This Thursday, May 12, is the 17th annual Bike to Work Day! I got my bike tuned up, and I will be eagerly joining the thousands of bike commuters. Feels good to save the planet (and get in shape). Although it's just one day, the positive impacts are long-term. Every year participation in this event, and bicycle ridership in San Francisco as whole, continues to grow (up 60% since 2006). If you can ride your bike to work one day, why can't you do it every day - to the grocery store, to school, and to just about anywhere in our beautiful city? But I get drivers: once your dependent your car, it's incredibly difficult to kick the habit and use alternate modes of transportation. Let's face it: driving a car is usually more convenient, sometimes cheaper and seems safer. I myself am a former car addict. And since moving to SF, I've wanted to make biking a part of my every day routine.
How safe is San Francisco for bicyclists?
After the scouring the Internet (the SFMTA website is more or less useless), I stumbled upon the Bay Citizen's Bike Accident Tracker
. Using raw data from SFPD
, the Bay Citizen mapped and analyzed every bike accident reported to the police over the past 2 years. The fascinating new app provides information on the leading causes of accidents as well as who was at fault (bicyclist vs. motorists vs. pedestrian). Speeding, by both bikers and drivers alike, significantly contributed to the statistics. Many accidents were also caused by drivers failing to signal and opening the car door into the path of unsuspecting bicyclists (a buddy of mine got doored, flew threw the car door window and miraculously walked away with barely a scratch - many are not so lucky). The bottom line: the 8% rise in bike accidents has outpaced the 3% growth in ridership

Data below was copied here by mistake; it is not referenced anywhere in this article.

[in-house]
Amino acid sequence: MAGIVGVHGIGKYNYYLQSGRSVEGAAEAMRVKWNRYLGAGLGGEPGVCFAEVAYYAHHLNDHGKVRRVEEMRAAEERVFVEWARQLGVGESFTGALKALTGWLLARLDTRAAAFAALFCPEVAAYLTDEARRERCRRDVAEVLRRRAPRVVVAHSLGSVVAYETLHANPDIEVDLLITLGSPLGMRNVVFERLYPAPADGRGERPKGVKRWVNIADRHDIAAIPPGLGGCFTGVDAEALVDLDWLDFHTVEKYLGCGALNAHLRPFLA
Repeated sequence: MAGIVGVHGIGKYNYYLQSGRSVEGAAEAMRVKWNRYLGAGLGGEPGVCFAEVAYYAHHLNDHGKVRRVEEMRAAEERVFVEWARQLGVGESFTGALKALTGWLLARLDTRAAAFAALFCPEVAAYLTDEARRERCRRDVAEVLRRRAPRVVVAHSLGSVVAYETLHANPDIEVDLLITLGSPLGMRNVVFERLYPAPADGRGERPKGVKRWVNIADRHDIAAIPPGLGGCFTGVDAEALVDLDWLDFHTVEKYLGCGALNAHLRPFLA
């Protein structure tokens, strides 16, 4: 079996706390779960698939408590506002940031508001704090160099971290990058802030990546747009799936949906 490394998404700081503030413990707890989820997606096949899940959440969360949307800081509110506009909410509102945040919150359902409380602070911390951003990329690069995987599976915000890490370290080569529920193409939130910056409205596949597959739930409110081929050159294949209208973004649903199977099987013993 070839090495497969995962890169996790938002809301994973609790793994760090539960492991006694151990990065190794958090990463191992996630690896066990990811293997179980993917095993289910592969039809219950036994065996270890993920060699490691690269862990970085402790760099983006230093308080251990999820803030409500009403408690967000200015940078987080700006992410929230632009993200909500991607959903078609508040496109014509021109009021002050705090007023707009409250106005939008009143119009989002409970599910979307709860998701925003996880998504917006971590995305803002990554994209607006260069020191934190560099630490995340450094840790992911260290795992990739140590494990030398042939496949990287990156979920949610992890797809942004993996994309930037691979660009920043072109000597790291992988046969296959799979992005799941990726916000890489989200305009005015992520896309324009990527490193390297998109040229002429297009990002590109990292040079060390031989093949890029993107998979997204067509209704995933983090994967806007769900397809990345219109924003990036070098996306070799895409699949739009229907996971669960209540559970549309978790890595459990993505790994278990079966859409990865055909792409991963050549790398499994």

over the past year, despite the construction of additional bike lanes, medians and other street safety measures
. Furthermore, the Bike Accident Tracker is awesome because it depicts and breaks down patterns by neighborhood (the Mission
, for instance, has the highest number of accidents, twice as many as FiDi - it's hard to skid-stop your fixie while chowing a burrito) and draws attention to accident "hotspots" - particularly dangerous intersections and problematic boulevards (e.g. Geary and Van Ness).
User-generated government in action.
Despite how cool this interactive app is, many bike accidents go unreported. Police officers often refuse to write up an accident report
if the cyclist isn't seriously injured (and most at-fault drivers get off the hook
). In an effort to provide residents and city government a better idea of where and why accidents happen, cyclists and motorists can report accidents directly to the Bay Citizen. User-submitted reports
are reviewed and put up on the map (and clearly distinguished from SFPD data). This app has enormous potential to better inform the SFMTA
about where and what are the priorities for making SF streets safer. Fortunately the SF Bike Plan
is being implemented with 34 new miles of bike lanes
on their way, but many of the hotspots the Bay Citizen identified are not included in the plan. Market, for one thing - the most traveled street by bikers, has 7 hotspots, but the necessary improvements for the street are severely lacking in the plan. Gov 2.0 resources like the Bike Accident Tracker need to be embraced, promoted and taken into serious consideration by SFGov and SFMTA.